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Deborah Shaer Child & Adolescent Therapist - Counsellor

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Dyslexia in Education & Therapy

About Dyslexia

In this section, I explore the area of special needs with a focus on dyslexia. My aim is to look at the complexities of learning difficulties which are also referred to as disabilities within the dyslexic field. By coming to understand one’s self more, which is to say that “I am not my condition, I am much more than that,” is a big step forward for a child or adolescent whose self-confidence feels undermined, whose self-esteem is low and whose stress levels are high.

An Overview of Special needs in the School System

Many of the pupils who became my therapy-counselling clients were referred to me through the SEN department in the schools where I worked. SEN stands for Special Educational Needs. The SEN department provide learning mentors. They also work with educational psychologists, in addition to holding other related responsibilities within the school system which include making referrals to the NHS Child and Adolescent Mental Health Services known as CAMHS. A child or adolescent with Special Needs includes dyslexia, ADHD (Attention Deficit Hyperactivity Disorder), dyspraxia and autism which impact the capacity to absorb learning. Additionally, vulnerable pupils including those who have been removed from the family home and are in the foster care system may come under the guidance of SEN if their issues also affect their ability to study and learn.

For dyslexic pupils (and in some cases they have not been assessed) it is particularly challenging for them to stay present and attentive in a classroom. It may become very difficult for these pupils to self-regulate due to highly charged stress hormones through no fault of their own. A vulnerable child or adolescent may not outwardly demonstrate the services of a SEN department. Or they may have been overlooked. So regardless of whether their educational needs do not appear to be a concern, a common thread that I have seen amongst pupils who have been referred to me, most often include anxiety, depression, self-harm and/or social anxiety, as well as being victims of bullying, or who act out by bullying others. For those who bully their peers, it needs to be noted that they too can be seen as victims of bullying including domestic violence; so many of these issues tend to be complex.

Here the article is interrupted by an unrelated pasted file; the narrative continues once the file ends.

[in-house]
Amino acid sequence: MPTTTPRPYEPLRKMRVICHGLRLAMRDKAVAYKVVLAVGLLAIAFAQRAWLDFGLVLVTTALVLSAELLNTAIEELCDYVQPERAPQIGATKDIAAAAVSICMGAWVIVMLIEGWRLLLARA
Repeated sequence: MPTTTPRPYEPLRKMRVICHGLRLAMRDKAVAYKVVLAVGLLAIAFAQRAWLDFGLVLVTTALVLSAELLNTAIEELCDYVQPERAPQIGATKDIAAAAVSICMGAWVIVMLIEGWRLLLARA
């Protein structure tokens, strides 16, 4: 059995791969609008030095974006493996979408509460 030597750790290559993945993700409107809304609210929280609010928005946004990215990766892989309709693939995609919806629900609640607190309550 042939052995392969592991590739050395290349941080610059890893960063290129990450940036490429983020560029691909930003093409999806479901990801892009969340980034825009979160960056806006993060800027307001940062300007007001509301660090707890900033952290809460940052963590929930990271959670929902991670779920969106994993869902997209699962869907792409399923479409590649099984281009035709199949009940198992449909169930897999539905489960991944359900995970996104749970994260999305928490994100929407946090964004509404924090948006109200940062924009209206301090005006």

From my observations over the years in working with young people referred to by the SEN, my experiences in attending multi-agency meetings has shown me how important it is for a child or adolescent in need to have a network of support. Under the canopy of SEN, multi-agency meetings discuss individual pupils and include speech and language experts, educational psychologists, various teachers, mental health professionals, and at times a child psychiatrist if it is specific to a particular child or young person.

Looking at Dyslexia through a wider lens